Monthly Archives: October 2013

I/O Control in Linux

This ninth article, which is part of the series on Linux device drivers, talks about the typical ioctl() implementation and usage in Linux.

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“Get me a laptop and tell me about the experiments on the x86-specific hardware interfacing conducted in yesterday’s Linux device drivers’ laboratory session, and also about what’s planned for the next session”, cried Shweta, exasperated at being confined to bed and not being able to attend the classes. “Calm down!!! Don’t worry about that. We’ll help you make up for your classes. But first tell us what happened to you, so suddenly”, asked one of her friends, who had come to visit her in the hospital. “It’s all the fault of those chaats, I had in Rohan’s birthday party. I had such a painful food poisoning that led me here”, blamed Shweta. “How are you feeling now?”, asked Rohan sheepishly. “I’ll be all fine – just tell me all about the fun with hardware, you guys had. I had been waiting to attend that session and all this had to happen, right then”.

Rohan sat down besides Shweta and summarized the session to her, hoping to soothe her. That excited her more and she starting forcing them to tell her about the upcoming sessions, as well. They knew that those would be to do something with hardware, but were unaware of the details. Meanwhile, the doctor comes in and requests everybody to wait outside. That was an opportunity to plan and prepare. And they decided to talk about the most common hardware controlling operation: the ioctl(). Here is how it went.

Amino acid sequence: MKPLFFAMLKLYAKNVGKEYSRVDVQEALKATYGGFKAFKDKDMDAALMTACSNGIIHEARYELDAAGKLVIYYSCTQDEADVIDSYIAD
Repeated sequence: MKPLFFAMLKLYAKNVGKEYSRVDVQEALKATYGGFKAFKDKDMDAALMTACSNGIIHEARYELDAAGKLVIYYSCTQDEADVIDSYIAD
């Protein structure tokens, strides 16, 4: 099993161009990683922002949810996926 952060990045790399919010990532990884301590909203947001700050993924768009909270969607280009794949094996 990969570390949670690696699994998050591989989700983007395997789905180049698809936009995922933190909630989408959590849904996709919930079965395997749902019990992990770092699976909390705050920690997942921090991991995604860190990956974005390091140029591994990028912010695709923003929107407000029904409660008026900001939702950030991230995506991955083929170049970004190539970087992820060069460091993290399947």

Introducing an ioctl()

Input-output control (ioctl, in short) is a common operation or system call available with most of the driver categories. It is a “one bill fits all” kind of system call. If there is no other system call, which meets the requirement, then definitely ioctl() is the one to use. Practical examples include volume control for an audio device, display configuration for a video device, reading device registers, … – basically anything to do with any device input / output, or for that matter any device specific operations. In fact, it is even more versatile – need not be tied to any device specific things but any kind of operation. An example includes debugging a driver, say by querying of driver data structures.

Question is – how could all these variety be achieved by a single function prototype. The trick is using its two key parameters: the command and the command’s argument. The command is just some number, representing some operation, defined as per the requirement. The argument is the corresponding parameter for the operation. And then the ioctl() function implementation does a “switch … case” over the command implementing the corresponding functionalities. The following had been its prototype in Linux kernel, for quite some time:

int ioctl(struct inode *i, struct file *f, unsigned int cmd, unsigned long arg);

Though, recently from kernel 2.6.35, it has changed to the following:

long ioctl(struct file *f, unsigned int cmd, unsigned long arg);

If there is a need for more arguments, all of them are put in a structure and a pointer to the structure becomes the ‘one’ command argument. Whether integer or pointer, the argument is taken up as a long integer in kernel space and accordingly type cast and processed.

ioctl() is typically implemented as part of the corresponding driver and then an appropriate function pointer initialized with it, exactly as with other system calls open(), read(), … For example, in character drivers, it is the ioctl or unlocked_ioctl (since kernel 2.6.35) function pointer field in the struct file_operations, which is to be initialized.